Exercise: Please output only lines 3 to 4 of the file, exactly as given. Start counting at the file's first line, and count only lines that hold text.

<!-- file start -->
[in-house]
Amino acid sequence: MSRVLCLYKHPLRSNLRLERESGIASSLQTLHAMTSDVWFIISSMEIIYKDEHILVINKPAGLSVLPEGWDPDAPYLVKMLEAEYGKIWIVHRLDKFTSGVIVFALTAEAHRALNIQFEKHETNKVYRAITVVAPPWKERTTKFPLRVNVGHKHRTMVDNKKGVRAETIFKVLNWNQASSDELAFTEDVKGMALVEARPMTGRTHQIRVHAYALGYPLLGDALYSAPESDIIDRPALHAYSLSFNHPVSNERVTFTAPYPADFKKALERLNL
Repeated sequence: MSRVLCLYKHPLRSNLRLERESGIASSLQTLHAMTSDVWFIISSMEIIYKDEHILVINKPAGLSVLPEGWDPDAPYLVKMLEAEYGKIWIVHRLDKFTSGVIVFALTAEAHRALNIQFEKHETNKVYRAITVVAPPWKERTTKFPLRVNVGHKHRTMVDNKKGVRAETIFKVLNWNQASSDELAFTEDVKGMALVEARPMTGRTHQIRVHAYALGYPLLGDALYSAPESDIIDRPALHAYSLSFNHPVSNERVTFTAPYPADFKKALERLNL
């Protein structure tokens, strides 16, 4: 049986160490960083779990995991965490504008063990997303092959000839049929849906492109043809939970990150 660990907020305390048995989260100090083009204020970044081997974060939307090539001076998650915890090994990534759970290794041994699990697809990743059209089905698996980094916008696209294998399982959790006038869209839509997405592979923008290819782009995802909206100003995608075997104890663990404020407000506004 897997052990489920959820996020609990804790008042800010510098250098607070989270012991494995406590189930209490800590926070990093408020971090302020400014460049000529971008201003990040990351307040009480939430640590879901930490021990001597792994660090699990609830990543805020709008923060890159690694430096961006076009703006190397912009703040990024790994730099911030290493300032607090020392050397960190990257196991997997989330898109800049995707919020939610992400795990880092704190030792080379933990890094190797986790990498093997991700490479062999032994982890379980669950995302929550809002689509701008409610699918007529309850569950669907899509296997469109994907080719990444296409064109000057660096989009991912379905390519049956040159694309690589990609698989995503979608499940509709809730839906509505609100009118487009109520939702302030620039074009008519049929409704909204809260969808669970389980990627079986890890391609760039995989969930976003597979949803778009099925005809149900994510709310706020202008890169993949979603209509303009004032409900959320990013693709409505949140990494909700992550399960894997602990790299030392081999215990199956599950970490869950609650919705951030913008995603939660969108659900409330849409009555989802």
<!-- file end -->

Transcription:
Repeated sequence: MSRVLCLYKHPLRSNLRLERESGIASSLQTLHAMTSDVWFIISSMEIIYKDEHILVINKPAGLSVLPEGWDPDAPYLVKMLEAEYGKIWIVHRLDKFTSGVIVFALTAEAHRALNIQFEKHETNKVYRAITVVAPPWKERTTKFPLRVNVGHKHRTMVDNKKGVRAETIFKVLNWNQASSDELAFTEDVKGMALVEARPMTGRTHQIRVHAYALGYPLLGDALYSAPESDIIDRPALHAYSLSFNHPVSNERVTFTAPYPADFKKALERLNL
């Protein structure tokens, strides 16, 4: 049986160490960083779990995991965490504008063990997303092959000839049929849906492109043809939970990150 660990907020305390048995989260100090083009204020970044081997974060939307090539001076998650915890090994990534759970290794041994699990697809990743059209089905698996980094916008696209294998399982959790006038869209839509997405592979923008290819782009995802909206100003995608075997104890663990404020407000506004 897997052990489920959820996020609990804790008042800010510098250098607070989270012991494995406590189930209490800590926070990093408020971090302020400014460049000529971008201003990040990351307040009480939430640590879901930490021990001597792994660090699990609830990543805020709008923060890159690694430096961006076009703006190397912009703040990024790994730099911030290493300032607090020392050397960190990257196991997997989330898109800049995707919020939610992400795990880092704190030792080379933990890094190797986790990498093997991700490479062999032994982890379980669950995302929550809002689509701008409610699918007529309850569950669907899509296997469109994907080719990444296409064109000057660096989009991912379905390519049956040159694309690589990609698989995503979608499940509709809730839906509505609100009118487009109520939702302030620039074009008519049929409704909204809260969808669970389980990627079986890890391609760039995989969930976003597979949803778009099925005809149900994510709310706020202008890169993949979603209509303009004032409900959320990013693709409505949140990494909700992550399960894997602990790299030392081999215990199956599950970490869950609650919705951030913008995603939660969108659900409330849409009555989802």